Home Amazon Gets Tough with Zlio

Amazon Gets Tough with Zlio

Last week Amazon clamped down on Zlio and told the service that they could no longer promote Amazon products in the United States. Amazon informed the site of the decision with a generic email and so far Zlio has been unable to find out the reason behind it. Zlio President and CEO Jeremie Berrebi informed users this morning via an email. (Techcrunch Forums has a copy of the email.)

Zlio is an online service that lets people create their own store, and populate it with products from a number of merchants. Zlio automatically figures out which of their over 25 merchant partners have the best price. They then share affiliate revenue with their users. (See their example store.)

So why did Amazon make their decision? Kristen Nicole at Mashable suspects foul play, comparing it to Amazon’s recent campaign against Alexa comparison tool Statsaholic. That could certainly be the case: Amazon’s own aStore product functions very similar for merchants, except that it only promotes Amazon’s products. (I used to run a competing service to aStore that I stopped developing last August in part because of Amazon’s service.)

But I decided to dig a little deeper and see what justification Amazon may have had for pulling the plug on their relationship with Zlio. A quick perusal of the Amazon Associate’s Operating Agreement found that Zlio appears to be breaking at least a couple of terms.

First, Amazon requires that if you display prices “together with prices for the same or similar products offered through any web site or other outlet other than the Amazon.com Site” (as in a “comparison shopping” site), you must diplay both the lowest new price and the lowest used price provided by Amazon. Amazon’s ecommerce services can be finicky and doesn’t always provide all the information that Amazon.com has on each product, but it usually always sends the lowest new price. It appears that Zlio was sometimes only showing the lower used product price (example).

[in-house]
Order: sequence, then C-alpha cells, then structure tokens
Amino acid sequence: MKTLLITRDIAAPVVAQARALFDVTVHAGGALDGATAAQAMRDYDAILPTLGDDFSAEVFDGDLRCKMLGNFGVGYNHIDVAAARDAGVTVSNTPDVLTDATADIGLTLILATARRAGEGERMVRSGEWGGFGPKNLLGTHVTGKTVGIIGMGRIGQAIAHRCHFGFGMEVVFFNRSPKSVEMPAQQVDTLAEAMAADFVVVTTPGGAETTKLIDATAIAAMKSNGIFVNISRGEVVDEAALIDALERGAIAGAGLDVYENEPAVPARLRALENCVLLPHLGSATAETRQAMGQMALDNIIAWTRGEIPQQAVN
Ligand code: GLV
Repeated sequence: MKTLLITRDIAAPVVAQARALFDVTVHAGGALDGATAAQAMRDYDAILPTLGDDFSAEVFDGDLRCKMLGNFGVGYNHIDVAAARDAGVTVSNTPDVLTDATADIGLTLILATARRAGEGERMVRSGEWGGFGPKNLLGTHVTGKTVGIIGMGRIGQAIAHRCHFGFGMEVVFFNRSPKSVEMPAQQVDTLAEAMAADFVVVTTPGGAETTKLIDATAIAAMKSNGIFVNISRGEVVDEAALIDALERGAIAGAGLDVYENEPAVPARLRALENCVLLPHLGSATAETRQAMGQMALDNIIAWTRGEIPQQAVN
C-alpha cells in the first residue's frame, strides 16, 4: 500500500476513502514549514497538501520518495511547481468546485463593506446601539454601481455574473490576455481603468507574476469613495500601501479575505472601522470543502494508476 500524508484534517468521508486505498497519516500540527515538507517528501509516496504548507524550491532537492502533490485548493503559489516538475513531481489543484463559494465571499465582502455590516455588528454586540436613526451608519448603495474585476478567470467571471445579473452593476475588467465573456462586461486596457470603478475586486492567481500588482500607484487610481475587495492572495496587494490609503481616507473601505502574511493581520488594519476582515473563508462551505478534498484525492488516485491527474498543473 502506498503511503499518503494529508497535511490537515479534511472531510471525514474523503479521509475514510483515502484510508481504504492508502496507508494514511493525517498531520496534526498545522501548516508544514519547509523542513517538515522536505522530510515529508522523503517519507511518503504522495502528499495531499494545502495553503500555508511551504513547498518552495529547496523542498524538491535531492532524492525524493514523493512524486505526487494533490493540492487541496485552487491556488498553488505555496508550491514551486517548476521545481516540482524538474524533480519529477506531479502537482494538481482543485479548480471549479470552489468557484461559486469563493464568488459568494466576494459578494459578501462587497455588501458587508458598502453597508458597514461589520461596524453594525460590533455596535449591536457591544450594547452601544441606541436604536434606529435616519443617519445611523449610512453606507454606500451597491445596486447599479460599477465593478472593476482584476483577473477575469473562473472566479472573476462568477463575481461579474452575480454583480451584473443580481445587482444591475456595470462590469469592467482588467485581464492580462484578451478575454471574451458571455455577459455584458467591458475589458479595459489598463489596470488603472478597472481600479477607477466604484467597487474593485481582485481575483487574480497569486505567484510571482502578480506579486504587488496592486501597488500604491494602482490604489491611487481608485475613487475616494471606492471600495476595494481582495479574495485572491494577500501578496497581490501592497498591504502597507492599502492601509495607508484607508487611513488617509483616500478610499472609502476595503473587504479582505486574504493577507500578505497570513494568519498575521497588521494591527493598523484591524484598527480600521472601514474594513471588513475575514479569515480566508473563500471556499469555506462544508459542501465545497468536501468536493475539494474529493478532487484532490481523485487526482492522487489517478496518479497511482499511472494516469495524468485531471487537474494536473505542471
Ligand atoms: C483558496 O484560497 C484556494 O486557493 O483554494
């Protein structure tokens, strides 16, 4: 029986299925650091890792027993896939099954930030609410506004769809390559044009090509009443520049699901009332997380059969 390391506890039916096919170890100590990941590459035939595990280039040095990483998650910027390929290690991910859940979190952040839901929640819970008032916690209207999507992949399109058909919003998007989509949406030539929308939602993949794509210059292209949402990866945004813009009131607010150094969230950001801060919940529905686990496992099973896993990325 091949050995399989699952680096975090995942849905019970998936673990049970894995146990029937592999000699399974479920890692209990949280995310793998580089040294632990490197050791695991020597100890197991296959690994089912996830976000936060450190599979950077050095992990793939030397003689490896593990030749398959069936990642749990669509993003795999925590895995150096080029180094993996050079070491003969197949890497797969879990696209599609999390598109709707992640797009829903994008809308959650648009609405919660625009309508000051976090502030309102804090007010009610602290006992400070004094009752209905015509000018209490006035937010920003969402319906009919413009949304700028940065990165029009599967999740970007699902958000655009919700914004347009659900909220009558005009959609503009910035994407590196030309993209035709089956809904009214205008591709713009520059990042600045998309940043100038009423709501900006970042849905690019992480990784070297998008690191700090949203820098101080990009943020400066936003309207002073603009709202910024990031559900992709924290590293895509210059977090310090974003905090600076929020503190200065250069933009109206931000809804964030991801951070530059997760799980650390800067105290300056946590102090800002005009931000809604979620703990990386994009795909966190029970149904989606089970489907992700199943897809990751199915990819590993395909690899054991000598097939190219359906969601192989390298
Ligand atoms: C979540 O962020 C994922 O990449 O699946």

Second, Amazon’s operating agreement requires that associates display the term “In association with Amazon” (or a graphic to that effect provided by Amazon) somewhere on your site. I couldn’t locate that phrase or graphic anyone on the Zlio shops. A lot of merchants dodge this requirement, but perhaps with Zlio’s high profile and large number of affiliate stores they attracted the attention of Amazon. Further, Zlio uses the term “partner” when talking about their relationship with Amazon, which could also theoretically be seen as a violation of the operating agreement, which stipulates that users “may not in any manner misrepresent or embellish the relationship between us and you, or express or imply any relationship or affiliation between us and you or any other person or entity …”

Neither of these infractions are major, and certainly aren’t something that Amazon and Zlio could not have worked out — and of course they are just speculation on my part. I have no inside knowledge of why Amazon pulled the plug on Zlio’s use of the associates program. But as a way to cut Zlio out and push people toward aStore, perhaps they were sufficient as a reason to cancel their affiliation. Oddly enough, Zlio reports that their relationship with Amazon outside of the US remains strong and non-US users will still be able to sell Amazon products. To fill the void, Zlio is already expanding their merchant pool, working to add Barnes & Noble and “other large merchants” soon.

Update: Pete Cashmore has the original email Amazon sent to Zlio. It appears that the reason Amazon gave as to why they barred Zlio hinged on the way Zlio was sharing affiliate fees with their users.

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